As governor, Boren emphasized reform; his young age did not preclude leadership ability. As a highly educated person, he developed a distinct professionalism in his office. Through intelligence, compromise, and great resolve, his reform program enabled Oklahoma, a state ripe for government reorganization, to emerge with a more progressive and efficient structure. Boren-sponsored legislation included eliminating the inheritance tax between spouses as well as reducing the income tax, the first such cut in twenty-seven years. He sponsored a statewide referendum that partially reorganized the executive branch, making the offices of secretary of state, labor commissioner, and chief mine inspector appointive and eliminating the post of commissioner of charities and corrections. In 1976 he promoted reform of the state's corrections program, still reeling from the destructive 1972 McAlester prison riot, and successfully pushed through various anticrime legislation. In 1977 he promoted and achieved "sunset" legislation, resulting in the elimination of more than a hundred state agencies, commissions, and boards. Throughout his tenure he also fought hard for a major reform of the Workers' Compensation Law. The Boren administration developed a leadership enrichment program and also led efforts for the first state funding for gifted and talented public school students.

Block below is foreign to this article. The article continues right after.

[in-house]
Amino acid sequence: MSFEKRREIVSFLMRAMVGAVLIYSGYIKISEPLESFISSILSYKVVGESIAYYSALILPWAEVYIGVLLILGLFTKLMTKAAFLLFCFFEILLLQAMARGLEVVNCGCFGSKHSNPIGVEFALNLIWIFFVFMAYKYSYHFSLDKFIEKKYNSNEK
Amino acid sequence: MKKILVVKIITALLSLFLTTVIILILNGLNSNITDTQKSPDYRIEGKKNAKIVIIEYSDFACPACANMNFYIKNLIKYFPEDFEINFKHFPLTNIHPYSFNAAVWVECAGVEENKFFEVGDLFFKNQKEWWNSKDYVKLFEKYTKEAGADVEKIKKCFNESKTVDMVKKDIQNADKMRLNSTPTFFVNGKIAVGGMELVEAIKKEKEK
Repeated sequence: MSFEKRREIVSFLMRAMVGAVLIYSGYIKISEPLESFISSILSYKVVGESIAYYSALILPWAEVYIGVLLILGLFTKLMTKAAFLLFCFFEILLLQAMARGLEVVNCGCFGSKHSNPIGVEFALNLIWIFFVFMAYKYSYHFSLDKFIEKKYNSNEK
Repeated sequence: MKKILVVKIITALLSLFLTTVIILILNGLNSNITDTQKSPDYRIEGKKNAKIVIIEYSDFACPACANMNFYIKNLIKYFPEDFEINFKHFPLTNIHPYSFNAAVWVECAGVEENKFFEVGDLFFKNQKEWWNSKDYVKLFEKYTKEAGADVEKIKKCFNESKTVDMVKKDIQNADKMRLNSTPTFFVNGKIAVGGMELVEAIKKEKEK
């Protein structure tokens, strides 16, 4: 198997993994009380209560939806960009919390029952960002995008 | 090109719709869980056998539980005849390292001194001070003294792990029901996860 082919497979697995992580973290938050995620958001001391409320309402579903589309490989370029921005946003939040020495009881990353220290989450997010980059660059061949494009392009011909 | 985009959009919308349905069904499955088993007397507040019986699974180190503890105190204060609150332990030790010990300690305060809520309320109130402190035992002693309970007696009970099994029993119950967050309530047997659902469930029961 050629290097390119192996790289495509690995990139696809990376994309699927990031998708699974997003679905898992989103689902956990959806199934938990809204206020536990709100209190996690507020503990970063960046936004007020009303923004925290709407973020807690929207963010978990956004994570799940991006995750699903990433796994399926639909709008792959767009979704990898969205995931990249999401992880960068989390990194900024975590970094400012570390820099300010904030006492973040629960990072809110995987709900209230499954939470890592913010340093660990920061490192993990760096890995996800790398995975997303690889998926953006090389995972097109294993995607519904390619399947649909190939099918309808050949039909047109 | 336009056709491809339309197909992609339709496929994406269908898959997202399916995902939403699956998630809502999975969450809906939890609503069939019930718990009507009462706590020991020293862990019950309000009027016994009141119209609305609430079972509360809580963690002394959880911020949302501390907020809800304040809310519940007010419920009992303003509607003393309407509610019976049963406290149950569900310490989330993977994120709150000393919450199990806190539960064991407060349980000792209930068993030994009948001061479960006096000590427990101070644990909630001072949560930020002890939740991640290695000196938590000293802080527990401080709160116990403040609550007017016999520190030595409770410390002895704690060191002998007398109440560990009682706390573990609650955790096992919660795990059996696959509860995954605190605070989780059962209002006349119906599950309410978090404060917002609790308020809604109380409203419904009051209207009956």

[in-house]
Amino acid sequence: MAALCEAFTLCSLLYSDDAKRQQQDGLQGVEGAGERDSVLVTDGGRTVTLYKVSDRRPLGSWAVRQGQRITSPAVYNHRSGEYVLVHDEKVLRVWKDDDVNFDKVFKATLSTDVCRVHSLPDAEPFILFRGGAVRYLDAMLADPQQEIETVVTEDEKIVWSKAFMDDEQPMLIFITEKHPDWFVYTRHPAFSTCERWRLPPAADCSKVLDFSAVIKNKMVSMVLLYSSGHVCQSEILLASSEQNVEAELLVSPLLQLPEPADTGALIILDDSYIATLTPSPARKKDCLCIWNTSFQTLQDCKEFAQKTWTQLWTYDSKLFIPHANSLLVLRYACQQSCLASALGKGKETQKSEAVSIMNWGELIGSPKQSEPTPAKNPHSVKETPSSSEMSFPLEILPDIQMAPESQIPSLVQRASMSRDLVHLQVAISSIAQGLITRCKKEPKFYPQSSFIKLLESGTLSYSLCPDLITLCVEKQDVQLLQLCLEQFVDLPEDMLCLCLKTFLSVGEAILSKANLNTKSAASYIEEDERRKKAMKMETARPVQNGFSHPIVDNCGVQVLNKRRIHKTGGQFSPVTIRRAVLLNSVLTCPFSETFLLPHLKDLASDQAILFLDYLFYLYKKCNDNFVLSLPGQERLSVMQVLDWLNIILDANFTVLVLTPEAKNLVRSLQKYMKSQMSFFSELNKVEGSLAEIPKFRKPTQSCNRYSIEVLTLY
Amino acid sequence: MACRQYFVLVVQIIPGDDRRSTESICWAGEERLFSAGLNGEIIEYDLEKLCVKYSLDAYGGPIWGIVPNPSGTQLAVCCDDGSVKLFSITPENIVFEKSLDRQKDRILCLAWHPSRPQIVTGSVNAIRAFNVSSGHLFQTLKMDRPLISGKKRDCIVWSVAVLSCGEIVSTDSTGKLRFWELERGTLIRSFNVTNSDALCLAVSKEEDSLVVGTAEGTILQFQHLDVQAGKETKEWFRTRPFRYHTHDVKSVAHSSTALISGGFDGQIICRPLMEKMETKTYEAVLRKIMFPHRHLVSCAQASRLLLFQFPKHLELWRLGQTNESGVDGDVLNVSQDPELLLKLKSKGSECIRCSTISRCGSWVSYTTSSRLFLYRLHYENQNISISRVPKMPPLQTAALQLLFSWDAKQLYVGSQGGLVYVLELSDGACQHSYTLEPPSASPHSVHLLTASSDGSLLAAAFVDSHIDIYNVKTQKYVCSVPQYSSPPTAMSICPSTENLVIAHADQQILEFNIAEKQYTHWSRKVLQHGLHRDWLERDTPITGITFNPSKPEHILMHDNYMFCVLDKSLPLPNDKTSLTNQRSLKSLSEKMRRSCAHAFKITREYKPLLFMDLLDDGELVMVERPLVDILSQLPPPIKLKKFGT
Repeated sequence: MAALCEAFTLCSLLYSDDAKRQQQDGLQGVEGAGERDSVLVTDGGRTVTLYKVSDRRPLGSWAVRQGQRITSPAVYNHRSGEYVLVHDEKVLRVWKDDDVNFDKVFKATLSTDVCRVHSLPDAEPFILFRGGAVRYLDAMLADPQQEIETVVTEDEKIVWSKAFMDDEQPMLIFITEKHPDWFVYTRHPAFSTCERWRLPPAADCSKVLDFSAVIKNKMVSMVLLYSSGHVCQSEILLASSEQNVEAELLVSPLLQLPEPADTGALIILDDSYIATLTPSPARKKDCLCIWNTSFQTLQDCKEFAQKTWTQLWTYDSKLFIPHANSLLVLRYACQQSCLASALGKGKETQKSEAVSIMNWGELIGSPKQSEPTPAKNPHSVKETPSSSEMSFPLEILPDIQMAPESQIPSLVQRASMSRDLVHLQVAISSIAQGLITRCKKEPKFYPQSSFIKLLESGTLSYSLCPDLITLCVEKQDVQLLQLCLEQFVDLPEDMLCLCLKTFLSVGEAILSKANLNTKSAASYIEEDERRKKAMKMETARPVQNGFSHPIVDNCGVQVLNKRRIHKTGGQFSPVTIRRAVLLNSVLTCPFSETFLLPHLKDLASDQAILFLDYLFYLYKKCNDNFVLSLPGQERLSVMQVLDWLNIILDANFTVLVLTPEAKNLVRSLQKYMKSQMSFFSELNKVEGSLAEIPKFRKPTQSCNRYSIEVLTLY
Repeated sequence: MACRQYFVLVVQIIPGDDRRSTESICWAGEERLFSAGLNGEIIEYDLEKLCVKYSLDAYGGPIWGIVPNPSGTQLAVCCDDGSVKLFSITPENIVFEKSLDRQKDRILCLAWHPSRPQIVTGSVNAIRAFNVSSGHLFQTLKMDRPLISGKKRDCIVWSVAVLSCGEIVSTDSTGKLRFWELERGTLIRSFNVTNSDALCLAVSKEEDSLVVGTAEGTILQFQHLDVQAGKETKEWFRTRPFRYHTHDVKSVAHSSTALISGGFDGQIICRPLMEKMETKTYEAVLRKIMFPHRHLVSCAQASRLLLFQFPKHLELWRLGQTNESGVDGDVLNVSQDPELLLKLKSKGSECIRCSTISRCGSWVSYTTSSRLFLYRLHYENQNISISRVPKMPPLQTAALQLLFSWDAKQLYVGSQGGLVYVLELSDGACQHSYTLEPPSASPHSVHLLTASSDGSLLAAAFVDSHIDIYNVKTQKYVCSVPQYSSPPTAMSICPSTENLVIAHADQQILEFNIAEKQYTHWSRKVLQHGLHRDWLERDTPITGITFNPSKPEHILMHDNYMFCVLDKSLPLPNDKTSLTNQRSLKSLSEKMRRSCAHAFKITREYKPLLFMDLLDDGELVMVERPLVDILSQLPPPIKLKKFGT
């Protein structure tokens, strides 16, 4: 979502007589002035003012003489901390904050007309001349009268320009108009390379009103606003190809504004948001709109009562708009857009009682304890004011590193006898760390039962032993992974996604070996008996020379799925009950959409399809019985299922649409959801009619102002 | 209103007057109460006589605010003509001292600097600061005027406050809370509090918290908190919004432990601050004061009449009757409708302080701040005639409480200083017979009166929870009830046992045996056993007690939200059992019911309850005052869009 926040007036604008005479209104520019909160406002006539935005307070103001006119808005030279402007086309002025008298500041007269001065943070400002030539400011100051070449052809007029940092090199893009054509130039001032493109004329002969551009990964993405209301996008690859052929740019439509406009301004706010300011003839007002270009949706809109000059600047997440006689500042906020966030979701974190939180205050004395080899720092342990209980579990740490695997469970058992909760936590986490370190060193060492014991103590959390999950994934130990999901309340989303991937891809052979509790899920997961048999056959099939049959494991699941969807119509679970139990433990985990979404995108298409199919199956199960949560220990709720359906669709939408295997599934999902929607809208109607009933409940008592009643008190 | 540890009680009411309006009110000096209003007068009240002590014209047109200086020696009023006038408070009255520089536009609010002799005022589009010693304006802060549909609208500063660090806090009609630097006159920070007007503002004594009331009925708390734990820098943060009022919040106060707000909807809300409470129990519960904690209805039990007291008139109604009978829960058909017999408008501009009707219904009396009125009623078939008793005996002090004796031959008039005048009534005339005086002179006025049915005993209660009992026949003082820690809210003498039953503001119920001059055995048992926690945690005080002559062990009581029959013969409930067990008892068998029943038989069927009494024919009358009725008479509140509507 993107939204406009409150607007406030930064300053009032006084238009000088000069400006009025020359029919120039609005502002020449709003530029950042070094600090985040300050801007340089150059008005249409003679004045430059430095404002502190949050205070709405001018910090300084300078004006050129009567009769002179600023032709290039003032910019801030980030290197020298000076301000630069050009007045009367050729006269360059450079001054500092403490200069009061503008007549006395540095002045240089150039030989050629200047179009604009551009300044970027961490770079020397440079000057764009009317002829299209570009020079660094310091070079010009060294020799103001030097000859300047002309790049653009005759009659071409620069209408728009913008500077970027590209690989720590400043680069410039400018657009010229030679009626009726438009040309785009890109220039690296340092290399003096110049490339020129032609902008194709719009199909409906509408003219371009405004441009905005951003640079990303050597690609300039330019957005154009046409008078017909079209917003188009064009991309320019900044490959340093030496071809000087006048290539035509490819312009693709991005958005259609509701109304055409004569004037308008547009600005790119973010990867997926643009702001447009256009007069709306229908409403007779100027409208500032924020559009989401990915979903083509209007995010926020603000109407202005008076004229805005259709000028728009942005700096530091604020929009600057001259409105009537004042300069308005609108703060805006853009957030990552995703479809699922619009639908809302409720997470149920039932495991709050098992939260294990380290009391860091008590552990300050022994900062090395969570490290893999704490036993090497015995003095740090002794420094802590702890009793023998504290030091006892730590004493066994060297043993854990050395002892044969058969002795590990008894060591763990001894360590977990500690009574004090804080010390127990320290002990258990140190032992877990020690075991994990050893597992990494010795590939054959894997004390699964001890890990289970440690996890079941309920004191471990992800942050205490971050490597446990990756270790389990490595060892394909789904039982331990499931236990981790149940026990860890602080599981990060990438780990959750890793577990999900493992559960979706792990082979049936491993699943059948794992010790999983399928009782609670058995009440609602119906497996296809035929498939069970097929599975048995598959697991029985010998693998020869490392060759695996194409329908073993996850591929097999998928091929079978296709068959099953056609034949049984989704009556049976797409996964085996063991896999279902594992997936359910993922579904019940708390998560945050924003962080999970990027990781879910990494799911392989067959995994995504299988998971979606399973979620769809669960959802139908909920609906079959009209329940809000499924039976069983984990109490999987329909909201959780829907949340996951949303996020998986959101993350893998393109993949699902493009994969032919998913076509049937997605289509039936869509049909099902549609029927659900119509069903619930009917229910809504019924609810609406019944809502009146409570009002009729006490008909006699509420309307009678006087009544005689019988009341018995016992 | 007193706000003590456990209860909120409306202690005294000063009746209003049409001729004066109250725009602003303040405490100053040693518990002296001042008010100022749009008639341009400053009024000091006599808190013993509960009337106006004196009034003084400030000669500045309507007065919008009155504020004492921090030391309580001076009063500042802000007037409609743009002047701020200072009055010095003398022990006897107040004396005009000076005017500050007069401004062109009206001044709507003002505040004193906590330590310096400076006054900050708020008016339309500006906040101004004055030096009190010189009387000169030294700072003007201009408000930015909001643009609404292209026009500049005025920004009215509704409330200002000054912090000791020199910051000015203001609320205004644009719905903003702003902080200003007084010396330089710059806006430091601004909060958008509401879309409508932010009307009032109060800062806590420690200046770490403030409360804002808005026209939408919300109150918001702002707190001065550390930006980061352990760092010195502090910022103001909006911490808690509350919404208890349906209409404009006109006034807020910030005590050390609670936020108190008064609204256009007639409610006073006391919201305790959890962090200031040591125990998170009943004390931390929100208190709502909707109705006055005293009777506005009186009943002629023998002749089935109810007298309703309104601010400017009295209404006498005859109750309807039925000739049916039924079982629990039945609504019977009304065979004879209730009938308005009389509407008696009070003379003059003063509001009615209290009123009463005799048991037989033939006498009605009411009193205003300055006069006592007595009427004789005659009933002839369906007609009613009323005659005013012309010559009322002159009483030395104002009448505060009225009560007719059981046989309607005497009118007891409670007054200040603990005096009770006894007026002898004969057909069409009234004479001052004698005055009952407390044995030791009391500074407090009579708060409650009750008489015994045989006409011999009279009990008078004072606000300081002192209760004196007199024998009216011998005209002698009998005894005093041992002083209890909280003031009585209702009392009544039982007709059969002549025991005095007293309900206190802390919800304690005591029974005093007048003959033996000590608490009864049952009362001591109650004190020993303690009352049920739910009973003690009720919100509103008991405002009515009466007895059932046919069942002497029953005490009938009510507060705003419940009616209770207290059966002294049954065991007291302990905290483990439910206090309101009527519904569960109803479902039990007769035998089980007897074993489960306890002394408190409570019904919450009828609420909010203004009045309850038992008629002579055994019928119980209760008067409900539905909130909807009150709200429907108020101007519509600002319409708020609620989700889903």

During the "gasoline crisis" of the mid-1970s Boren rose to prominence on the national scene when he spoke out in favor of deregulation of natural gas prices at the federal level. As a result, Pres. Jimmy Carter appointed him chair of a task force of representatives from thirty states to study the problem.
Extraordinary security surrounded the marriage of Governor Boren to Pontotoc County Special District Judge Molly W. Shi on November 27, 1977. Only Boren's family and immediate top-level staff members knew of the approaching wedding until hours before the event. David and Molly Boren made history. It was the first time an Oklahoma governor was married while in office. They exchanged vows in the Governor's Mansion with only immediate family members in attendance. First Lady Molly Boren was born in Ada, taught school after receiving an English degree from East Central State University, and completed her master's degree in English and law degree at the University of Oklahoma. She practiced law in Ada before being appointed special district judge in 1975.